IT was the third day of Chinese New Year and the local mall was packed with shoppers and holidaymakers. The atmosphere was busy, with red floral decorations and music adding to the festive mood.
A lion dance troupe from Kun Seng Keng (KSK) Muar was scheduled to perform at 5pm. It was 4.20pm and security had cordoned off the performance area, but there was no sign of anyone from the troupe yet.
Ten minutes later, a team of young men rolled in metal tracks and jongs and started setting up the platform. Low Tong Sheng, a lion head dancer was part of the team today. He is small in stature – most lion head dancers are – but worked just as hard as anyone else.
A crowd had gathered around the performance space. The KSK troupe worked hard and quickly, seemingly ignoring the growing crowd. Efficiency is already ingrained into the boys; they have been trained to set up in three minutes for any performance.
“All of us in the troupe including lion dancers have to help carry and set up the equipments like the jong and musical instrument,” said Low. “We time ourselves to not exceed three minutes during set up.”
This discipline is shown in the results they achieve. KSK has 66 world lion dance championships under their belt, and Low himself has five world titles to his name since he started competing professionally 10 years ago.
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Five-time world lion dance champion Low Tong Sheng in action. Not for the faint-hearted.Watch more episodes of…
Posted by R.AGE on Tuesday, 16 February 2016
However, all that didn’t come easily. Low and his troupe members spend up to six hours training daily when preparing for a competition, such as the Genting National Lion Dance Championship last year. He had to give up his full-time job as a mechanic because of the hectic training and performance schedule.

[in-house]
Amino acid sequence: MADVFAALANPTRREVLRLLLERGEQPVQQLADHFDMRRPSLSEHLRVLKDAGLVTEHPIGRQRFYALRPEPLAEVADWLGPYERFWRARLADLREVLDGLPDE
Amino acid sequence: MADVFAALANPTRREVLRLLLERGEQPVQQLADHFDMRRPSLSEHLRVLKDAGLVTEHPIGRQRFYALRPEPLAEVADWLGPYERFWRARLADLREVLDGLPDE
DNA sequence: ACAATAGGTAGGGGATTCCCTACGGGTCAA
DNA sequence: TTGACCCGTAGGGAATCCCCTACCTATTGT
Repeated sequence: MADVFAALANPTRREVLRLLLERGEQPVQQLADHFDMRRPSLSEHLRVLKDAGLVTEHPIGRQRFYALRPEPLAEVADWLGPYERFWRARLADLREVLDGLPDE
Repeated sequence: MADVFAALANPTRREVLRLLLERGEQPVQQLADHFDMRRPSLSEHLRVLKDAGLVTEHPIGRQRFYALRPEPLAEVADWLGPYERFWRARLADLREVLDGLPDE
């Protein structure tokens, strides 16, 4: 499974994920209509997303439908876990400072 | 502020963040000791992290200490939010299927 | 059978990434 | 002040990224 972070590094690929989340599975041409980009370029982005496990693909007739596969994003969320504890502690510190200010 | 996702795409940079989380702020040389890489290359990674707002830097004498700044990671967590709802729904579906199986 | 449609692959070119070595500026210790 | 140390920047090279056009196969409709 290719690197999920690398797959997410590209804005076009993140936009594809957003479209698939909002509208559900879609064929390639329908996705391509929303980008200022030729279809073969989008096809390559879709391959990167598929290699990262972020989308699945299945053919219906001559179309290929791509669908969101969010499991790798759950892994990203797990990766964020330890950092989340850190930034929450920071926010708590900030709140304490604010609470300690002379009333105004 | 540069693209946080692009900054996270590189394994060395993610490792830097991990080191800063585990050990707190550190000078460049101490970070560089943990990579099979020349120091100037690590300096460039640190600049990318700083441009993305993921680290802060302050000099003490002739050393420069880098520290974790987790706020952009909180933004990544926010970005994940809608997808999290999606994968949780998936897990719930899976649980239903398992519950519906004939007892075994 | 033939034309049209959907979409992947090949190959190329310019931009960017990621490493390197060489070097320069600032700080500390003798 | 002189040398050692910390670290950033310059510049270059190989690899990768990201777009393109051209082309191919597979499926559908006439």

“Most of my team mates are working with KSK in administrative posts, or with people in the lion dance industry,” he said. “It’s very difficult to find a full-time job elsewhere because the work hours are generally inflexible.”
Five minutes before the performance, the four lion dancers including Low scheduled to perform sat on the floor next to their lion costumes. In contrast to the noisy crowd, the boys weren’t talking to each other or making any excessive movements. Perhaps they are focusing on the coming performance. When it comes to lion dancing on eight-feet high jongs, all it takes is one misstep to make what can possibly be a fatal error.
A misstep – or rather, two – was what caused Low the title at the competition last year. He fell during practice and suffered a deep gash on his forehead, which needed 12 stitches. But after one week in bed, he was back at practice. The stitches weren’t removed yet but he was determined to make it work. After all, he had spent so much time training.
“My partner asked if I wanted to withdraw from the competition, and I said no. We had been training so hard and I wanted to take on the challenge even though the pressure was high,” said Low.
However, Low fell again during the competition. It was an unlucky time for Kun Seng Keng because their two other teams also fell. The title ultimately went to Hong Teik Dragon and Lion Dance Association from Alor Setar.
All’s fair in love, war, and lion dance competitions it seems, because Low does not allow the defeat to put him down. “Falling is normal. If you don’t fall, you don’t grow,” he said. “Even when we fall, we have to pull ourselves up to complete the show. I’m satisfied as long as the show is completed. ”
At the mall, KSK did not fail to live up to their reputation. Except for a minor mistake involving a trick with a bench stool, the routine was flawless. The crowd clapped and cheered throughout the 30-minute routine. Adults and children alike patted the lion heads for luck, and posed for photographs with the lions. Low and his team mates have just completed yet another successful show.
The day wasn’t ending yet though, as Low had yet another performance that night. It was the busiest season for lion dance, and the team work their fingers to the bones, giving their best each time.
But the satisfaction showing on their tired faces is perhaps an indication that it’s all worth it. “It’s tiring, but we will still put on a good show. It’s what lion dancers do,” said Low.
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